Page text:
As you could imagine I took what he said extremely poorly. If he had been available I would have beat the hell outta him. As it was, I hung up. I left a message later telling him that I wouldn't be calling him back. I told him that if he no longer wanted to be friends then he should have told me instead of playing stupid games.

The reason that I am writing this today is because Mick called me Wednesday. I haven't heard from the guy in two years and he calls me out of the blue. Weird. I don't even know how he got my phone number, probably through the phone books (duh).

Apparently, Mick and Keisha spend all day with nothing to do besides lay around watching TV, playing on the computer, and roleplaying. They have no friends other than Mick's friend Nick (different Nick, the last one died, remember?) and Keisha's ex boyfriend. They see Keisha's sister and her kids on a regular basis, but that's it.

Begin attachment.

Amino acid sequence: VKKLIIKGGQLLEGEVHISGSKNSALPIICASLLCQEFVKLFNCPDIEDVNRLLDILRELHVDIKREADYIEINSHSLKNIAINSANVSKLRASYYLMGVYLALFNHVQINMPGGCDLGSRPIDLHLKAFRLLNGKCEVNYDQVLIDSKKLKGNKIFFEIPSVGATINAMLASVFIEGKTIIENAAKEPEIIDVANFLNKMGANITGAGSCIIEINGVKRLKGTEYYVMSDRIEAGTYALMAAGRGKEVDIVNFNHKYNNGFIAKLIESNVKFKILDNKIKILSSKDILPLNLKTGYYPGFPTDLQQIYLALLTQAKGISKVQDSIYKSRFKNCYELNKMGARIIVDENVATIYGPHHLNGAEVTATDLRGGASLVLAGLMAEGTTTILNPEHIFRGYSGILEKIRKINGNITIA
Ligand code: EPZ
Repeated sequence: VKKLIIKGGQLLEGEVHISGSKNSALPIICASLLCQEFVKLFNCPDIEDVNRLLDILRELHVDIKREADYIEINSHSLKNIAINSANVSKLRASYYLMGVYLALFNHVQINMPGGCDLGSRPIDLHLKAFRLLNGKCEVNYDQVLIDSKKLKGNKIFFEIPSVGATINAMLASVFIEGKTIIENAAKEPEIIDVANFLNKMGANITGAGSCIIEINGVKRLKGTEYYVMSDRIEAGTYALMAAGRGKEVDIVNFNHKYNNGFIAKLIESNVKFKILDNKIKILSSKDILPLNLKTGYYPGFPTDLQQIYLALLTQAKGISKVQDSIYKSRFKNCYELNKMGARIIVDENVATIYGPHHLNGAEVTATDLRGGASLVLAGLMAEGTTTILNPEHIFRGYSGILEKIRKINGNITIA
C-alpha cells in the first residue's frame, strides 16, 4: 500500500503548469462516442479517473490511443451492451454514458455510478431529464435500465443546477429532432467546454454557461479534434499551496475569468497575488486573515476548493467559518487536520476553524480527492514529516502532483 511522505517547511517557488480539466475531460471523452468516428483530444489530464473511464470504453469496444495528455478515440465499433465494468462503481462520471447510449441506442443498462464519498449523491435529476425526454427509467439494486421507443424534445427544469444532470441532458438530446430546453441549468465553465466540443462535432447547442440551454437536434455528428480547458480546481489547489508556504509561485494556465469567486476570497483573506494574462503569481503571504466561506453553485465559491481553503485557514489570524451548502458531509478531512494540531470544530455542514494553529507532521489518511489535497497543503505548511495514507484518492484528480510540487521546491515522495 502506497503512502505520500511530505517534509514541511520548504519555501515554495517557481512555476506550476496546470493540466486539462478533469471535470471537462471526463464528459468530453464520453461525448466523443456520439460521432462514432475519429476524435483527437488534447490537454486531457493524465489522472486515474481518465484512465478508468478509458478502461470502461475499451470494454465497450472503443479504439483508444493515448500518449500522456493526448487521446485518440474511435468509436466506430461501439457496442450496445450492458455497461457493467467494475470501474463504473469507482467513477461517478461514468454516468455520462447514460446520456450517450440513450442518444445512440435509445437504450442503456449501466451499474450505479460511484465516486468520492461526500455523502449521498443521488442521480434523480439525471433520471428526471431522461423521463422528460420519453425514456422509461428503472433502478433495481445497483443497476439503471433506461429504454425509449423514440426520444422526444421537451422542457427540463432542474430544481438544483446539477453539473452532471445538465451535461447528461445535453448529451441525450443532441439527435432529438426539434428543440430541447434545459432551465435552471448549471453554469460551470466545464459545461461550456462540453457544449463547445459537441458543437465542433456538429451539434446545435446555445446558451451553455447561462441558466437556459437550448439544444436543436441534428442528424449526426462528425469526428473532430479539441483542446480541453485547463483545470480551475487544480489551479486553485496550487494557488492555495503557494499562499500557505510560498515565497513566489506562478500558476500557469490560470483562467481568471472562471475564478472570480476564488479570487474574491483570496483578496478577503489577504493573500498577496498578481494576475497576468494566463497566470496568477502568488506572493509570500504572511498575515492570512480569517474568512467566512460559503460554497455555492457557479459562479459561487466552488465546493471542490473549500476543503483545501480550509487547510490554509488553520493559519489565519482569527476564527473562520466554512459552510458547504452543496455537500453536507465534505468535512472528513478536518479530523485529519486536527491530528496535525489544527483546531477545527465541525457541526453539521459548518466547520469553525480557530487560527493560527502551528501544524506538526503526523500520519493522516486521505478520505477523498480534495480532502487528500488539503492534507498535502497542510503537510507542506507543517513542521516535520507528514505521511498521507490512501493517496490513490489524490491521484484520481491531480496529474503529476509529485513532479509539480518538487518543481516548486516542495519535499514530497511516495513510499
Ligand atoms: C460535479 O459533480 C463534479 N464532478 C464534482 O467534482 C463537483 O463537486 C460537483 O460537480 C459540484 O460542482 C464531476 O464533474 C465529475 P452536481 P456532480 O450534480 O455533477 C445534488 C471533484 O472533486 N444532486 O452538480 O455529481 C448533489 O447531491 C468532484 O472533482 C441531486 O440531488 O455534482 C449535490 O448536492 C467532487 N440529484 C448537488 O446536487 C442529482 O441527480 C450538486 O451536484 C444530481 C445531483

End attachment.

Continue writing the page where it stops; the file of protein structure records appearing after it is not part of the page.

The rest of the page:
They wanted advice on getting part time jobs. They wanted to talk and to get to know us.

I don't know what to do. If I was advising someone else, I'd tell them to blow Mick off. He has not changed at all other than getting married. Maybe some of the problems outlined in number 6 have gone away with him getting married, but all of the rest are still there.

The problem is that I like helping people. I love giving advice and seeing people taking that and making their lives better. Or helping someone get a job. Or a nice car. Or a girl. Whatever. Mick and his wife are the ultimate fixer-upper friends that you could ever want.

I also miss our debates and conversations. While I can no longer talk for hours at a time on the phone, I can write like a mad animal while at work, as you may have guessed.

I also missed roleplaying with Mick. Just as long as Mick is not running the game.

I guess that I'm confused and lost. I don't really know what to do anymore. I miss Mick and have missed him for some time. At the same time I can't stand the thought of being around the guy unless he changed, which he hasn't.

Advice anyone? Please keep it honest.

Thank you.